Werner Baumann

The Crown Prince of Bayer

Werner Baumann Bayer Caro Spiegl
Werner Baumann looks like a frontrunner for the chief executive role at this point.
  • Why it matters

    Why it matters

    • Werner Baumann knows Bayer inside and out, and the company’s current strategy bears his handprints.
  • Facts


    • Mr. Baumann would succeed Marijn Dekkers, the Dutch native who has led Bayer since 2010.
    • In 1996, Mr. Baumann moved to Bayer USA, where he led global business planning.
    • Since April, he has headed Bayer Healthcare, the company’s most important subsidiary, with sales of €20 billion, or $22.5 billion.
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Officially, the question of who will lead Bayer in the future won’t be answered until next year.

But inside the pharmaceutical and chemical giant, signs are pointing toward the current head of strategy and healthcare, Werner Baumann, as the most likely candidate to lead Germany’s most valuable industrial company, based on market capitalization, from the end of 2016 onward.

Some company insiders say Mr. Baumann is the favorite of Werner Wenning, the head of Bayer’s supervisory board. The two are said to have a tight relationship.

Mr. Baumann, born in Krefeld and educated as an economist, would succeed the current chief executive, Marijn Dekkers.

Mr. Dekkers was the first outsider and foreign manager to lead Bayer when he took over in 2010. But after six years at the top, he wants to relocate to spend more time in the United States.

His appointment proved to be a smart choice for Bayer, even though observers initially interpreted the selection of then-unknown Dutchman as a weakness of Bayer in developing suitable junior executives.

That won’t be an issue in Mr. Baumann’s case. The 52-year-old is a Bayer man to the core, having spent his entire career in the company.

“Mr. Baumann is being intensely groomed for the role of CEO.”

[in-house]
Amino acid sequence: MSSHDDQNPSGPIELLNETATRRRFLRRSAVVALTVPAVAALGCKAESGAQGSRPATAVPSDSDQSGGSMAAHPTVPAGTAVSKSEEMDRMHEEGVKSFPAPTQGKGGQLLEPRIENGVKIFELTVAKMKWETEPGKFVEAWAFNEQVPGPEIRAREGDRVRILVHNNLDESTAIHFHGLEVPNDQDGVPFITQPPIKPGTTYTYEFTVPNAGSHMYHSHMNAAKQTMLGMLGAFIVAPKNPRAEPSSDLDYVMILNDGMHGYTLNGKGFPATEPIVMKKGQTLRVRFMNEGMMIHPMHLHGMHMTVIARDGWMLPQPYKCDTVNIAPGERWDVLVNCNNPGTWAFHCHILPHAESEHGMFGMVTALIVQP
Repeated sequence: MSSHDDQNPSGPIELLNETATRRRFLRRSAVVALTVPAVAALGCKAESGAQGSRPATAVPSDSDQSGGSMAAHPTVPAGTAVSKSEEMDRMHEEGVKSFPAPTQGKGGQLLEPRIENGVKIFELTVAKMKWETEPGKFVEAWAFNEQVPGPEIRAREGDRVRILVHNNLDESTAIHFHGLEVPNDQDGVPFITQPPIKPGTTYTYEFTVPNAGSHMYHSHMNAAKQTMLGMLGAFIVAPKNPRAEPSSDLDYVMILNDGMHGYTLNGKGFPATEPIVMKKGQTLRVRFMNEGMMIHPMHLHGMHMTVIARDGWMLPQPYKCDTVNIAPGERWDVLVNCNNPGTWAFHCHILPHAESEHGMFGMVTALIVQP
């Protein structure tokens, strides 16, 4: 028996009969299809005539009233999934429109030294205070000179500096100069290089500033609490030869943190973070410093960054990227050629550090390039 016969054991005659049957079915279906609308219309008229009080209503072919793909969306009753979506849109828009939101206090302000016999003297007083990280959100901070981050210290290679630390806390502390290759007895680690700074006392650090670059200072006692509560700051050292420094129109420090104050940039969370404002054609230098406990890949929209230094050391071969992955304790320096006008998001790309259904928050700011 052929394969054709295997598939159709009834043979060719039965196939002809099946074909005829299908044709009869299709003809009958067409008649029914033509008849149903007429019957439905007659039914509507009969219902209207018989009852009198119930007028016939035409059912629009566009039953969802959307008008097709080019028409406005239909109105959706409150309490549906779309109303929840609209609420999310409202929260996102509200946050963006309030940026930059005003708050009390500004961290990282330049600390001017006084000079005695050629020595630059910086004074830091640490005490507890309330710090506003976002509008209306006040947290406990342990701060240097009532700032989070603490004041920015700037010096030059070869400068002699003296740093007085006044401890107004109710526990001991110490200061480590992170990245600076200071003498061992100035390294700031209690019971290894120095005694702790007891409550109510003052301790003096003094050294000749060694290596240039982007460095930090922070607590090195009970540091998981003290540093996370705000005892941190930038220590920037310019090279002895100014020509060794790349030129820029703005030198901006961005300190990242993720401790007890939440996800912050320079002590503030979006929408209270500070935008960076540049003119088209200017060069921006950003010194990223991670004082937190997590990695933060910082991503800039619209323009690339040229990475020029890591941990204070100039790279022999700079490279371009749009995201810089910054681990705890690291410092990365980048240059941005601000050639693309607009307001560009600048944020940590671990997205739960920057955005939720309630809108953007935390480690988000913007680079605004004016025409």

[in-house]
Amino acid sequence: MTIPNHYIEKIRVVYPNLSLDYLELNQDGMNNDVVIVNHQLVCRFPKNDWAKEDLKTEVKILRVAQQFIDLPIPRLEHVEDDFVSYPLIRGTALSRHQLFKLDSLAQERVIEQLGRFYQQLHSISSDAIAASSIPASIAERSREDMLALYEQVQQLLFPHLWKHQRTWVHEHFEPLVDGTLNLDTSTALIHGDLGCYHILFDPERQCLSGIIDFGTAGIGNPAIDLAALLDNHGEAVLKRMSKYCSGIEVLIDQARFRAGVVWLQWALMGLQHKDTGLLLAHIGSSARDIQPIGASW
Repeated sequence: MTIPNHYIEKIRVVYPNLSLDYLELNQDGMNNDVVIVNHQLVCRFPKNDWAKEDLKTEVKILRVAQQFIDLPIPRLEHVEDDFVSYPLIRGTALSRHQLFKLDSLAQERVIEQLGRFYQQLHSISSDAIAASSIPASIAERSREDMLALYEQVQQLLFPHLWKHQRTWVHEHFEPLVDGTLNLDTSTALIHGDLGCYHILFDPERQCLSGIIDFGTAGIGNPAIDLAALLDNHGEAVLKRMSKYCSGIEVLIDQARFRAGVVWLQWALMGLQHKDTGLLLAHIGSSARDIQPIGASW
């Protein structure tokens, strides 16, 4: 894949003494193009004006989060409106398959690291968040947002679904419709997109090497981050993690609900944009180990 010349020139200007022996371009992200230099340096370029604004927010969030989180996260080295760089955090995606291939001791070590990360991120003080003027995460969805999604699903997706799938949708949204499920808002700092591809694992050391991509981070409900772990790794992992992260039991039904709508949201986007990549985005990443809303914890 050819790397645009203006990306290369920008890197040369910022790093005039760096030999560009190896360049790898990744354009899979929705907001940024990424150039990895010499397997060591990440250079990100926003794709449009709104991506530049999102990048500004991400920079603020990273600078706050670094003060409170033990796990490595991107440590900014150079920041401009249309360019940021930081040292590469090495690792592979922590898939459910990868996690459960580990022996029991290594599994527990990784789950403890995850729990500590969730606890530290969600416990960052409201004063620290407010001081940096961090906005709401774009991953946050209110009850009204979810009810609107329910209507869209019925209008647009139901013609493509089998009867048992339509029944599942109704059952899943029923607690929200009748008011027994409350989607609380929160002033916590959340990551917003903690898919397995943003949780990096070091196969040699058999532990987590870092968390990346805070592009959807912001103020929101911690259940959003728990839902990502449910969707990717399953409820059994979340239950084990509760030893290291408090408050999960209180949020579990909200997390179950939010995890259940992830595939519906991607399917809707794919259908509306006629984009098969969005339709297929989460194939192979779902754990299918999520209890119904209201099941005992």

Bayer insider

After studying economics at Aachen, Mr. Baumann started his career at Bayer in 1988, in the corporate finance department in Cologne. In the early 1990s, he oversaw Bayer’s Spanish division, moving later in 1966 to Bayer USA, where he led global business planning.

Back in Germany, in 2003, Mr. Baumann took his seat on the board of the newly formed subsidiary, Bayer Healthcare Pharmaceuticals, as head of central administration and labor director.

As a board member of the Bayer Schering pharmaceutical group, established in 2006, he played an important role in integrating Schering, the Berlin pharmaceutical company, into Bayer’s realm.

In 2010, Mr. Wenning appointed him to the executive board as chief financial officer. Since October of last year, he has been responsible for the newly created department for strategy and portfolio management.

020 Bayer - WTB 2014 resume

In April, he also took over as chief executive of Bayer Healthcare, by far the company’s most important subsidiary, with sales of €20 billion, or about $22.5 billion.

Many interpret the latest career steps as a clear signal that Mr. Baumann will succeed Mr. Dekkers.

“Mr. Baumann is being intensely groomed for the role of CEO,” a source inside Bayer told Handelsblatt. “The new strategy also bears his handprint.”

The executive from the Rhineland is seen as straightforward and simple. To outsiders, especially when presenting facts and figures, he often comes across as somewhat dry. He is appearing increasingly in the media.

He and supervisory board chair Werner Wenning share more than first names.  Some say Mr. Baumann reminds them of  “Mr. Wenning in his earlier years” – meaning they both have a detailed knowledge of Bayer’s many facets, which they learned in their previous roles chief financial officers.

Within the company, Mr. Baumann is well connected and involved in important decision-making. He is seen as a very disciplined manager with organizational talent.

In fact, some say his talent for structuring was a key reason behind the successful integration of Schering into the company. Over the course of his career, he has proven his ability to bring together and lead different platforms in the Bayer group.

He also enjoys an excellent reputation in the capital market, and is president of the German Equities Institute. Analysts value Mr. Baumann as a manager who speaks their language and keeps an eye on shareholder interests. They praise his ability to explain facts competently and in a structured way, and to set clear priorities.

Many believe Mr. Baumann is the obvious choice as Bayer’ new chief executive.

“I know of no one who could do the job better,” said one brokerage firm representative who asked to remain anonymous.


Bert Fröndhoff is deputy head of the companies and markets desk.  Siegfriedn Hofmann reports on the chemical and pharmaceutical industries from the Frankfurt bureau. To contact: froendhoff@handelsblatt.com, s.hofmann@handelsblatt.com.

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